Einstein Lives and Smiles: Is Animated Life Relative?
Albert Einstein has not only been born again, he is even more empathetic and happier than he was when he lived. Although only his head and shoulders live, this rubberized version of the genius smiles or frowns and has eyes that follow underneath the trademark Einstein shock of white hair and above the full moustache that were so much a part of his persona.
Its creator, Dallas artist David Hanson, told a crowd of 1,500 people gathered at the Technology, Entertainment and Design Conference (TED), which is an organization that seeks to foster creativity among entrepreneurs, scientists and designers:
“It’s machine empathy. This is a robot that can understand feeling and mimic it.”
This latest version of Einstein, which is the fourth evolution of the robot, was created in December of 2008. Earlier Hanson robots are at museums, research institutes and universities around the world. Einstein’s personality was born when software from the Institute for Neural Computation at the University of California, San Diego was united with Hanson’s robot.
This robot represents a new frontier in the world of robotics because it is believed (especially by Hanson) that one day in the not so distant future, computers will be able to really relate to people; listening and responding at a level not yet seen. Hanson designed his Einstein to mimic all of the 48 muscles in the face by utilizing 32 motors and two hidden cameras, which look out of the life-like eyes. The robot's software tracks 13 parameters, everything from the blink of an eye to the raise of an eyebrow or even the slightest wrinkle of a nose.
According to Nicholas Butko, a graduate student at UC San Diego who accompanied Hanson to the special TED conference:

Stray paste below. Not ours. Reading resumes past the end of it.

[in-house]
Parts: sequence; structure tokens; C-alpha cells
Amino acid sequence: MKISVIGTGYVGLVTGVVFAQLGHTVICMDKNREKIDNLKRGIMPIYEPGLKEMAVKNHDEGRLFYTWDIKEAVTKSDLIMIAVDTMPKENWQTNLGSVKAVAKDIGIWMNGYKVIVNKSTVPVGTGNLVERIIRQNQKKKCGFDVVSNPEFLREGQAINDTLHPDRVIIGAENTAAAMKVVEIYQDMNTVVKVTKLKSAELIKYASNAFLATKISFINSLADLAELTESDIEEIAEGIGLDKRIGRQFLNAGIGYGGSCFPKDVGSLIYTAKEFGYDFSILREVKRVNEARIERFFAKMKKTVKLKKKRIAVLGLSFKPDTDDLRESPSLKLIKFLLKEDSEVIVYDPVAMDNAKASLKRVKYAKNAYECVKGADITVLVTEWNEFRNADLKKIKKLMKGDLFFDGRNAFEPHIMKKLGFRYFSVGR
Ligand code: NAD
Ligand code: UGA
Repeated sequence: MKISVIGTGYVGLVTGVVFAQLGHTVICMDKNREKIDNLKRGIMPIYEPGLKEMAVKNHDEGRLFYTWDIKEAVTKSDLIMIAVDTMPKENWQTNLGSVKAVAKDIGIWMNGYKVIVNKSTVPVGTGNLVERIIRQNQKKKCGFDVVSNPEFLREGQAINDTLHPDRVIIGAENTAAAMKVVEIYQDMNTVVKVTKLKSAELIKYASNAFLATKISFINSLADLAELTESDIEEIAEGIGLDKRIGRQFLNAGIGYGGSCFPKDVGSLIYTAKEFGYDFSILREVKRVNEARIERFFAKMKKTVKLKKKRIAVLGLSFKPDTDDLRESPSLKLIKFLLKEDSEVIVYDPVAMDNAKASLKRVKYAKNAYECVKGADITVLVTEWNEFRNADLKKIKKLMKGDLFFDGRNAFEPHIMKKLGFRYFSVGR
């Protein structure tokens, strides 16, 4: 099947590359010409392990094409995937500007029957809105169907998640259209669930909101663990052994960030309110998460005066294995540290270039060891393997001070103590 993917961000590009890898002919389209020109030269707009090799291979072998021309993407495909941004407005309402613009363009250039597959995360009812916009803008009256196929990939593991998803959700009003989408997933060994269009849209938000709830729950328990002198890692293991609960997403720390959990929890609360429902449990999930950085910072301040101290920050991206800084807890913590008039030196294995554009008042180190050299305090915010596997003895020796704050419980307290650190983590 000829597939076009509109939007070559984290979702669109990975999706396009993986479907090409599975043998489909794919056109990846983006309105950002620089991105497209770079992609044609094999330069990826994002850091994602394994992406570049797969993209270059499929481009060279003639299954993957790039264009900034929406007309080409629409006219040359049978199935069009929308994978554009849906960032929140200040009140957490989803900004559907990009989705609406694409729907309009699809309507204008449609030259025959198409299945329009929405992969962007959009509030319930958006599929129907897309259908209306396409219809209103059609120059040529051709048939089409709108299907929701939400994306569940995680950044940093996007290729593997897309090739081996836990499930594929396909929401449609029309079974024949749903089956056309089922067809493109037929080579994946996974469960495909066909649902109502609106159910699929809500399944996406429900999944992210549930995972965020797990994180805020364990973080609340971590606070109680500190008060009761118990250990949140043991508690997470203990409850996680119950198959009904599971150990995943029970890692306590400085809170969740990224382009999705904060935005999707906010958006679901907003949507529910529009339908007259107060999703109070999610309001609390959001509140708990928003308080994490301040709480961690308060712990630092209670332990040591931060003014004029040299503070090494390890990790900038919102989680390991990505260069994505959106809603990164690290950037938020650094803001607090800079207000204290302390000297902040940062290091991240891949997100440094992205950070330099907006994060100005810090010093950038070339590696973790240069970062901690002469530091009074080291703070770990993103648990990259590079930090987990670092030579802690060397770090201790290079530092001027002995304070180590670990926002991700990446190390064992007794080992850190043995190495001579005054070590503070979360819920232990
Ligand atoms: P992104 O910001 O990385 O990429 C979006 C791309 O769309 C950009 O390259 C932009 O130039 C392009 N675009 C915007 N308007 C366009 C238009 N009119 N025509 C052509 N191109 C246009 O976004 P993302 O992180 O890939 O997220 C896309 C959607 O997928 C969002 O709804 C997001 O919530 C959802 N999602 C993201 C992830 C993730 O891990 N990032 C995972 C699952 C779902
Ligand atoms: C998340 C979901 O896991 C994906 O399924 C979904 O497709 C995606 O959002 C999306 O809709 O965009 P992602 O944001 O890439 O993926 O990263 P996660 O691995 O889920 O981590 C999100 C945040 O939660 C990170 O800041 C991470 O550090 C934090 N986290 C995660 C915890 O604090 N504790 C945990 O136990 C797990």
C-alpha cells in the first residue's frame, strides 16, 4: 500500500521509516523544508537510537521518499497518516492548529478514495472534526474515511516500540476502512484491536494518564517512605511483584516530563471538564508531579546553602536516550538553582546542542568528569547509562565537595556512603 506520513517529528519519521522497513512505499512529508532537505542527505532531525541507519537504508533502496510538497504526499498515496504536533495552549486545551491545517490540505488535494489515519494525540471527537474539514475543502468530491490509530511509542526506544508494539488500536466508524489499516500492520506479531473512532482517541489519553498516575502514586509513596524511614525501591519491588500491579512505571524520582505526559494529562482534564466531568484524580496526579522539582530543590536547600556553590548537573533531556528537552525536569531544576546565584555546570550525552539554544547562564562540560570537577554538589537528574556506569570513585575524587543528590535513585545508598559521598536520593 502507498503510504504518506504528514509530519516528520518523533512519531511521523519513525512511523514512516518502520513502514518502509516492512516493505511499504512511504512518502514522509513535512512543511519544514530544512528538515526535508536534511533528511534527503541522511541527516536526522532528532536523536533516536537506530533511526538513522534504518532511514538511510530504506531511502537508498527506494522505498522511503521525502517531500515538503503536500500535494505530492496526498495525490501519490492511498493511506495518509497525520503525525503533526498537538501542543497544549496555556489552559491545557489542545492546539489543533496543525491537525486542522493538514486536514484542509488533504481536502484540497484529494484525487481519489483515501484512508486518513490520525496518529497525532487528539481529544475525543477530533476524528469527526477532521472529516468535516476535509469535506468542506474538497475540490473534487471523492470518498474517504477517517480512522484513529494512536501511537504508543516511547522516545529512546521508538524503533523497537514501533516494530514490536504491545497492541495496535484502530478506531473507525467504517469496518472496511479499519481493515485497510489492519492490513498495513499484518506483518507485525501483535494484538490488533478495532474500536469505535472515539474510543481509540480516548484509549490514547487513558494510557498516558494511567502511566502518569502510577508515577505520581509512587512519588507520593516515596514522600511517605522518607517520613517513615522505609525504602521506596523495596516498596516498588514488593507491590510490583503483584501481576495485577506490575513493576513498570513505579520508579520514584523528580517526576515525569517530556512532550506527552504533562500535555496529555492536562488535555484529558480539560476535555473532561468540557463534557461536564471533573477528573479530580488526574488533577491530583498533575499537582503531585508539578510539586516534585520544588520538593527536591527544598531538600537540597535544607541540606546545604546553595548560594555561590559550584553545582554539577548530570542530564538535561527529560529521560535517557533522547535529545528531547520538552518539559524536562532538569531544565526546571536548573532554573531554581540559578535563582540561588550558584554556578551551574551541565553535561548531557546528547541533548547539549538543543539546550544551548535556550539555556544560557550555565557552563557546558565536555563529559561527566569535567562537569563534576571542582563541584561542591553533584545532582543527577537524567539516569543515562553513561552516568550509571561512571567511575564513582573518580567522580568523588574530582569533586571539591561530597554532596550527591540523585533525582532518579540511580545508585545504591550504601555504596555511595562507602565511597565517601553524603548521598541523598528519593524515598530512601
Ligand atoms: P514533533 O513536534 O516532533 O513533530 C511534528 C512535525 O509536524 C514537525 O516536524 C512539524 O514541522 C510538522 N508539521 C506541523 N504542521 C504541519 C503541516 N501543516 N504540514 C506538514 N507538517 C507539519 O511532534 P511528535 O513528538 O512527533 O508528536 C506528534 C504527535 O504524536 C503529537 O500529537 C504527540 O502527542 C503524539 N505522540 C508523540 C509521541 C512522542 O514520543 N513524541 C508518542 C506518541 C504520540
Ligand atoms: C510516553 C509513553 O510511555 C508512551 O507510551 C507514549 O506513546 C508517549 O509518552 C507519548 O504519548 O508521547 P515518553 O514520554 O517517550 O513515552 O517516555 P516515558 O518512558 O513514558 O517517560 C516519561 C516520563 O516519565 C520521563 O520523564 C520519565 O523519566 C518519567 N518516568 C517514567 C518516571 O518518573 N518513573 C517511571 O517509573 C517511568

“The goal is to make computers that have basic perceptual capabilities- things that your brain does effortlessly and that you never even think about. Another is to make a computer that can reliably tell how sincere someone’s smile is.”
It is most interesting to note some of the same computer techniques used to create an engaging and life-like Albert Einstein, were also utilized in the special effects of the popular movie, The Curious Case of Benjamin Button. Attending that same TED conference where Hanson presented his Einstein was Ed Ulbrich, the movie's digital visual effect producer. He demonstrated how Brad Pitt’s expressions were imposed on a computer-created version of him as an old man. He also explained that it was a monumental task, involving 155 technicians!
Albert Einstein has come a long way from the original concept of the robot, which is actually a very old idea dating back to 270 BC and a Greek engineer named Ctesibus who constructed water clocks with movable figures. In 1818, Mary Shelley wrote Frankenstein an enduring classic about an artificial life form. The word, robot was invented in the 20th century from the Czechoslovakian word robota or robotnik, meaning slave, servant, or forced labor, and was first used in a 1921 play called “R.U.R” or Rossum's Universal Robots written by Karel Capek. The plotline concerned a homicidal robot that kills his creator.